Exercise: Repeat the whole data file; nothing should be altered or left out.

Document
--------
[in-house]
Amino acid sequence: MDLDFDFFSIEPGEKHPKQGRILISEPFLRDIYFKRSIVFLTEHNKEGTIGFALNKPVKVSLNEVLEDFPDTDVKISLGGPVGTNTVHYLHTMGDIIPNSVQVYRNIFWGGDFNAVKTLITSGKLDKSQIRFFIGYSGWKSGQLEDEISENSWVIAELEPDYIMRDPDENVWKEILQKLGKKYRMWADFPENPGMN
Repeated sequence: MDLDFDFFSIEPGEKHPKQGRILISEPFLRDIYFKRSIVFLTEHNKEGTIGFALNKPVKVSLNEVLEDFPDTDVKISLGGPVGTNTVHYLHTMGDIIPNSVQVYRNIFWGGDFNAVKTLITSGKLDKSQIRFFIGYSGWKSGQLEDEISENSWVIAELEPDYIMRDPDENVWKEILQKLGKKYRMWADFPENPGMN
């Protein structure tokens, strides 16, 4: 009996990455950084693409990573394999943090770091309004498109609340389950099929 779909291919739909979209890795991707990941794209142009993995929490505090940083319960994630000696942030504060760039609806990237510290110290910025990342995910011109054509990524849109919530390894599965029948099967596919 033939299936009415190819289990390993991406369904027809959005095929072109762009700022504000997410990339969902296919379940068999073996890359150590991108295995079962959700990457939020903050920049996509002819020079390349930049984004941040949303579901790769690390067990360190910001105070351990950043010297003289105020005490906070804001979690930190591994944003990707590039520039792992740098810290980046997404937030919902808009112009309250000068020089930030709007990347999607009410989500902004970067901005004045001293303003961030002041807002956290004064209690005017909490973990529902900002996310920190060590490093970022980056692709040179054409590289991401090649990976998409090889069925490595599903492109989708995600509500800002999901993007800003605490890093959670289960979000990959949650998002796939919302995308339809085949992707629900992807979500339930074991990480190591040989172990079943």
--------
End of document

[in-house]
Amino acid sequence: MDLDFDFFSIEPGEKHPKQGRILISEPFLRDIYFKRSIVFLTEHNKEGTIGFALNKPVKVSLNEVLEDFPDTDVKISLGGPVGTNTVHYLHTMGDIIPNSVQVYRNIFWGGDFNAVKTLITSGKLDKSQIRFFIGYSGWKSGQLEDEISENSWVIAELEPDYIMRDPDENVWKEILQKLGKKYRMWADFPENPGMN
Repeated sequence: MDLDFDFFSIEPGEKHPKQGRILISEPFLRDIYFKRSIVFLTEHNKEGTIGFALNKPVKVSLNEVLEDFPDTDVKISLGGPVGTNTVHYLHTMGDIIPNSVQVYRNIFWGGDFNAVKTLITSGKLDKSQIRFFIGYSGWKSGQLEDEISENSWVIAELEPDYIMRDPDENVWKEILQKLGKKYRMWADFPENPGMN
């Protein structure tokens, strides 16, 4: 009996990455950084693409990573394999943090770091309004498109609340389950099929 779909291919739909979209890795991707990941794209142009993995929490505090940083319960994630000696942030504060760039609806990237510290110290910025990342995910011109054509990524849109919530390894599965029948099967596919 033939299936009415190819289990390993991406369904027809959005095929072109762009700022504000997410990339969902296919379940068999073996890359150590991108295995079962959700990457939020903050920049996509002819020079390349930049984004941040949303579901790769690390067990360190910001105070351990950043010297003289105020005490906070804001979690930190591994944003990707590039520039792992740098810290980046997404937030919902808009112009309250000068020089930030709007990347999607009410989500902004970067901005004045001293303003961030002041807002956290004064209690005017909490973990529902900002996310920190060590490093970022980056692709040179054409590289991401090649990976998409090889069925490595599903492109989708995600509500800002999901993007800003605490890093959670289960979000990959949650998002796939919302995308339809085949992707629900992807979500339930074991990480190591040989172990079943």